Getting voters is not the same as gaining followers on social media, says Shivambu on Electoral Act

Economic Freedom Fighters (EFF) deputy leader Floyd Shivambu, left, and EFF Commander-In-Chief Julius Malema briefing the media on the VBS Bank scandal in Johannesburg, 16 October 2018. Picture: ANA

EFF leader Julius Malema says a way must be found to practise at a national level independent candidates running for elections to strengthen the country’s democracy.

EFF leader Julius Malema and his deputy Floyd Shivambu on Thursday tweeted their reactions to the Constitutional Court’s judgment on the constitutionality of the Electoral Act.

On Thursday, the court declared the Electoral Act 73 of 1998 unconstitutional “to the extent that it requires that adult citizens may be elected to the national assembly and provincial legislatures only through their membership of political parties”.

The declaration, effective from Thursday, was suspended for 24 months to allow parliament “an opportunity to remedy the defect giving rise to the unconstitutionality”.

The minister of home affairs, the second respondent in the matter, was ordered to pay the costs of the four applicants, namely, the New Nation Movement NPC, Chantal Dawn Revell, GRO and Indigenous First Nation Advocacy SA PBO, both in the high court, where the matter was initially heard and dismissed and in the Constitutional Court, including the costs of two counsel.

The hashtag #electoralact was trending on Twitter by Thursday noon following the judgment in the morning.

Many, including politicians and former political leaders, tweeted their reactions and comments on the judgment.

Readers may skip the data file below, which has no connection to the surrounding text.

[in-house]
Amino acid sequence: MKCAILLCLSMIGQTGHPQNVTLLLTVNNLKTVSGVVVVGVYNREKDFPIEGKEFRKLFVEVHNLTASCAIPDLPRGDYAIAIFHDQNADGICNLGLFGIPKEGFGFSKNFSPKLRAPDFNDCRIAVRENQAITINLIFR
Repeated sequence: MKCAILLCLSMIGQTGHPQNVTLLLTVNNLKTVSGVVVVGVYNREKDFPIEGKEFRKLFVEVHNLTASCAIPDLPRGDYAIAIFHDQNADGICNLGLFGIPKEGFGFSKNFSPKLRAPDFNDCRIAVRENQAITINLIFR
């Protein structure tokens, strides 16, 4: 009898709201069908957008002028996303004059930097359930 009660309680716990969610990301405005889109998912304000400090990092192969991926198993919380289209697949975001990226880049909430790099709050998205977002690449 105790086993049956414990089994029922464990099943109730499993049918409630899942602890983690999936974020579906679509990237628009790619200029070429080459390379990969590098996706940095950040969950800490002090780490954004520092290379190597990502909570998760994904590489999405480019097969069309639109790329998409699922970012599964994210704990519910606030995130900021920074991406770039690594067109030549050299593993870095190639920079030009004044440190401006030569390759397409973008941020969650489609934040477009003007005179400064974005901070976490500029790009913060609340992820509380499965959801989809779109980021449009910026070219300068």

Malema tweeted:  “Nothing new because we are already doing it at a local government level, we must just find a perfect way of practising it nationally to strengthen our democracy. By the way, in the last local government elections, independent candidates collectively garnered 341,214 votes.”

Shivambu tweeted: “Let’s welcome independent candidates to electoral politics in SA. Many will realise that convincing voters to vote for an agenda is not the same as gaining followers on social media. Let the independent candidates register and we will meet on the ground. Best wishes!”

Comments and reactions also came from former DA leader Mmusi Maimane, and former DA Johannesburg Mayor Herman Mashaba, who both resigned from the main opposition party last year, as well as one of the party’s senior leaders in KZN, Mbali Ntuli.

Ntuli tweeted: “Excited by the Concourt judgment. Going to read it properly after these school visiting debriefings. At long last! This could change the nature of our politics and democracy.”

Mashaba, founder of The People’s Dialogue, said the “landmark judgment” by the court “paves the way for electoral reform”.

“In our view, for the Constitutional Court ruling to be given full expression, parliament must amend the Electoral Act to provide for a change to our electoral system. Parliament must amend the Electoral Act to provide for a mixed electoral system, providing for at least half of the 400 seats to be directly elected through constituencies.

“This would allow for a situation, for the first time in democratic South Africa, where voters could hold individual members of parliament accountable for their performance and their voting records,” Mashaba said in a statement.

Forum 4 Service Delivery (F4SD) said in a statement that it was “vindicated” by the ruling, following its march in October 2018 to the Independent Electoral Commission (IEC) head office, demanding, among others, that independent candidates should be allowed to stand for national and provincial elections.

The F4SD said the ruling “is a victory” for it and exposed “the inability of the government to interpret its own Constitution”.

“The IEC has clearly ignored advice from the F4SD and has referred the call for changes to the Electoral Act to parliament,” the statement reads.

The IEC said it welcomed the judgment and would study it in detail “to reflect on its full implications for the current electoral system and legislative framework”.

(Compiled by Makhosandile Zulu)

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